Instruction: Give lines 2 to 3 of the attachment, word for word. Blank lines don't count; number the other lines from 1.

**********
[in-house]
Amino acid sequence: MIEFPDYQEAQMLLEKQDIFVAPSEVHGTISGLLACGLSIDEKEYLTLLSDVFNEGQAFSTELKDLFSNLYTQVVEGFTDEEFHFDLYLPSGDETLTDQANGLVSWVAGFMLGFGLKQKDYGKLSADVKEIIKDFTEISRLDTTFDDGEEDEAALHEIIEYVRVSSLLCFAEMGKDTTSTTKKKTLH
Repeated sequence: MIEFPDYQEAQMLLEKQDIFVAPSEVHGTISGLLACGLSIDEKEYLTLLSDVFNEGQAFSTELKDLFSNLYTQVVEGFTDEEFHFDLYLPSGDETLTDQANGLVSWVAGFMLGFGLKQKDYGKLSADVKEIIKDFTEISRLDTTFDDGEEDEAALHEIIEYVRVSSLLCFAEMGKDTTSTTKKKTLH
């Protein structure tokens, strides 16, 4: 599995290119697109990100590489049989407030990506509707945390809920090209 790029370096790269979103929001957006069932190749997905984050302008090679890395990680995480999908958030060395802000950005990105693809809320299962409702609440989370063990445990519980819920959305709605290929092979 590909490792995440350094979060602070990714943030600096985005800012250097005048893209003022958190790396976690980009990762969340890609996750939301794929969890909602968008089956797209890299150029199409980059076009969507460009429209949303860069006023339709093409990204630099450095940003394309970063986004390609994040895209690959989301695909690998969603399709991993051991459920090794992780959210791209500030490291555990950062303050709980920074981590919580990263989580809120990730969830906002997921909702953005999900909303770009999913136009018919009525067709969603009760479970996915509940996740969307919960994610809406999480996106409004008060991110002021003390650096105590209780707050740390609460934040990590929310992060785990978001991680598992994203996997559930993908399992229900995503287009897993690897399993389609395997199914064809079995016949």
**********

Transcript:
Amino acid sequence: MIEFPDYQEAQMLLEKQDIFVAPSEVHGTISGLLACGLSIDEKEYLTLLSDVFNEGQAFSTELKDLFSNLYTQVVEGFTDEEFHFDLYLPSGDETLTDQANGLVSWVAGFMLGFGLKQKDYGKLSADVKEIIKDFTEISRLDTTFDDGEEDEAALHEIIEYVRVSSLLCFAEMGKDTTSTTKKKTLH
Repeated sequence: MIEFPDYQEAQMLLEKQDIFVAPSEVHGTISGLLACGLSIDEKEYLTLLSDVFNEGQAFSTELKDLFSNLYTQVVEGFTDEEFHFDLYLPSGDETLTDQANGLVSWVAGFMLGFGLKQKDYGKLSADVKEIIKDFTEISRLDTTFDDGEEDEAALHEIIEYVRVSSLLCFAEMGKDTTSTTKKKTLH